FCC poised to reform local TV
Compared to rising unemployment and a healthcare system gone wild, the business of television may seem insignificant to most Americans. But since we own the airwaves from which broadcasters profit, all of us should be concerned by the lack of service most TV stations provide to our communities.
Last week the Federal Communications Commission held a long-overdue workshop in which the agency and various media analysts outlined the alarming lack of quantifiable public-interest obligations on the part of local broadcasters. FCC Commissioner
Michael Copps berated broadcasters for “dropping the ball on public-interest programming”. He blamed consolidation and, “three decades of horrendous decisions” by regulators for the “evisceration or outright elimination of just about every public-interest obligation or public-interest guideline we had”. Copps also concluded that, “the result has been less news and information, a dumbed down democratic dialogue, diminished civic engagement and the absence of meaningful public-interest oversight.”
Andrew Schwartzman, president of the Media Access Project, also came down hard on television broadcasters, saying, “some stations do absolutely nothing local, but that is what the system tolerates”. That system is supposed to include consequences for broadcasters who fail to serve their community, but as Schwartzman noted, “ The license renewal process is broken. There are still license renewal cases going back to 2003 still pending… the [FCC] is sending a message to broadcasters that if you have a multi-million-dollar deal to get done, the FCC will do it in a few months, but a license challenge will languish for years.”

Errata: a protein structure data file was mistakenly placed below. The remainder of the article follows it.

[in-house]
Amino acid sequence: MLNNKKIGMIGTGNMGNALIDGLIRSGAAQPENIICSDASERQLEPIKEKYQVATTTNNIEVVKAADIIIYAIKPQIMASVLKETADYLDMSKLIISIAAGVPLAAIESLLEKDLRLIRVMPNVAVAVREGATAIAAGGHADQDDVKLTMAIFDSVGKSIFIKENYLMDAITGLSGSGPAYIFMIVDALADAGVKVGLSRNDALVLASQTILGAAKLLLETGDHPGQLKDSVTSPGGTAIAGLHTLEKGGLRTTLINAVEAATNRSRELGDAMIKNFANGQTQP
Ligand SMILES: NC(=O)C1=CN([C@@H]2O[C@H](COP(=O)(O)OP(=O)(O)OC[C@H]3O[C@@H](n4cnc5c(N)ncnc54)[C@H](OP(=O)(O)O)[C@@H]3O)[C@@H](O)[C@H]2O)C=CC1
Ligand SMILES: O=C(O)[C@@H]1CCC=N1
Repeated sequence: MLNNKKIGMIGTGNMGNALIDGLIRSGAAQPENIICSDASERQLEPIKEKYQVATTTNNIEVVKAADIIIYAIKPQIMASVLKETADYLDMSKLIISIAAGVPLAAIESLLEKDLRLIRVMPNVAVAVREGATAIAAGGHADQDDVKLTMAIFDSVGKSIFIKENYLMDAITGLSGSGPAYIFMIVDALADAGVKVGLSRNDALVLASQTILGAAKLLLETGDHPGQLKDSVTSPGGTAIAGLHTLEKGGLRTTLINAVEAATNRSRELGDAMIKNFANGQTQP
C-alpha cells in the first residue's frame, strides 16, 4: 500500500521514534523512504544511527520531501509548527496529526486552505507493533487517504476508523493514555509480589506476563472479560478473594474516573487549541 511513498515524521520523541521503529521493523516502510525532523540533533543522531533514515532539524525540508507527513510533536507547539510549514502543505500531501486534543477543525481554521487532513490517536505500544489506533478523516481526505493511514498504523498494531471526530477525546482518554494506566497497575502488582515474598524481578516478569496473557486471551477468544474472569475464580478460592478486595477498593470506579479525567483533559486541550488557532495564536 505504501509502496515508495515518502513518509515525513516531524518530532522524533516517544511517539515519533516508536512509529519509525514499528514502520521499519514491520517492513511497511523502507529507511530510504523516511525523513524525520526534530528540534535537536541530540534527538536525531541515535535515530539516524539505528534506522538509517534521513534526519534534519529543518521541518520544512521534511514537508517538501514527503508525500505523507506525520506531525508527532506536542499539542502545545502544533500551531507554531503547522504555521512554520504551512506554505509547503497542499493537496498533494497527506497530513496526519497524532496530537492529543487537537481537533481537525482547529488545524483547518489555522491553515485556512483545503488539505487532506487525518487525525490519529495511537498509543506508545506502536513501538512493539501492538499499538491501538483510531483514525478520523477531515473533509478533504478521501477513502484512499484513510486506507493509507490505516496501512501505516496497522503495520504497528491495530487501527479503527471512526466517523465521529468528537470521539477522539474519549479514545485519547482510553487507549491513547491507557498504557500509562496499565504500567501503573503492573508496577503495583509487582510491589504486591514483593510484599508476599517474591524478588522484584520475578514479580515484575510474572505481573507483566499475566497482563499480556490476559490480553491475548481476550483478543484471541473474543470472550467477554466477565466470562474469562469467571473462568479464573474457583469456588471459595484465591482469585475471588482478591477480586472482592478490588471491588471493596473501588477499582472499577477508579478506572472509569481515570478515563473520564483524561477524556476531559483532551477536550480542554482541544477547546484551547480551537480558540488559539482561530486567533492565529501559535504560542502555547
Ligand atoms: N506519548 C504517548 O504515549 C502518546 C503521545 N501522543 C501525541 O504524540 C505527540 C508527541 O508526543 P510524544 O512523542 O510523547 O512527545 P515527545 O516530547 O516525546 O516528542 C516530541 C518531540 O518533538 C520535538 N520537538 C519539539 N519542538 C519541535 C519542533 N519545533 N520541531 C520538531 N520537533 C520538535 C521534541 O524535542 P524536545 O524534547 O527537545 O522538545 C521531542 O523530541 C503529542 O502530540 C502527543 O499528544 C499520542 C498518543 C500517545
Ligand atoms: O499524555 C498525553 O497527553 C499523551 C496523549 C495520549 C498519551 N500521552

Commissioner Copps then wondered aloud how to guarantee that “minorities, women, the disabled, the poor, the non-affluent and the non-elite have an equal chance of being heard” in this era of corporate absentee ownership and consolidation. And Schwartzman responded by calling for new regulations. For starters he wants the license period shortened from eight years to just three years. He also wants the FCC to conduct audits to make sure TV stations are in compliance with their public interest obligations and to put teeth into those obligations.
Schwartzman is right on track by demanding newer regulations and better enforcement, but shortening the licensing period alone will not fix the problem. If Copps and his colleagues at the FCC are serious about restoring local public service to local broadcasting, they must also require a minimum number of hours of locally produced programming per week. A fair number to start would be three hours, none of which could be aired in the middle of the night, or during easily pre-emptible time slots. And, despite pleas from lobbyists like the National Association of Broadcasters, news programs would not count toward fulfilling the minimum requirement for community service.
Commissioner Copps used a basketball analogy when he accused broadcasters of “dropping the ball” on public service, and as the referee he has the power to blow his whistle and enforce the rules. That’s why, with remedies easily available, if the FCC fails to enact meaningful reform this year, then they will have succeeded in giving violators nothing more than a big assist.
Jim Longworth is the host of “Triad Today,” airing on Fridays at 6:30 a.m. on ABC 45 (cable channel 7) and Sundays at 10 p.m. on WMYV (cable channel 15).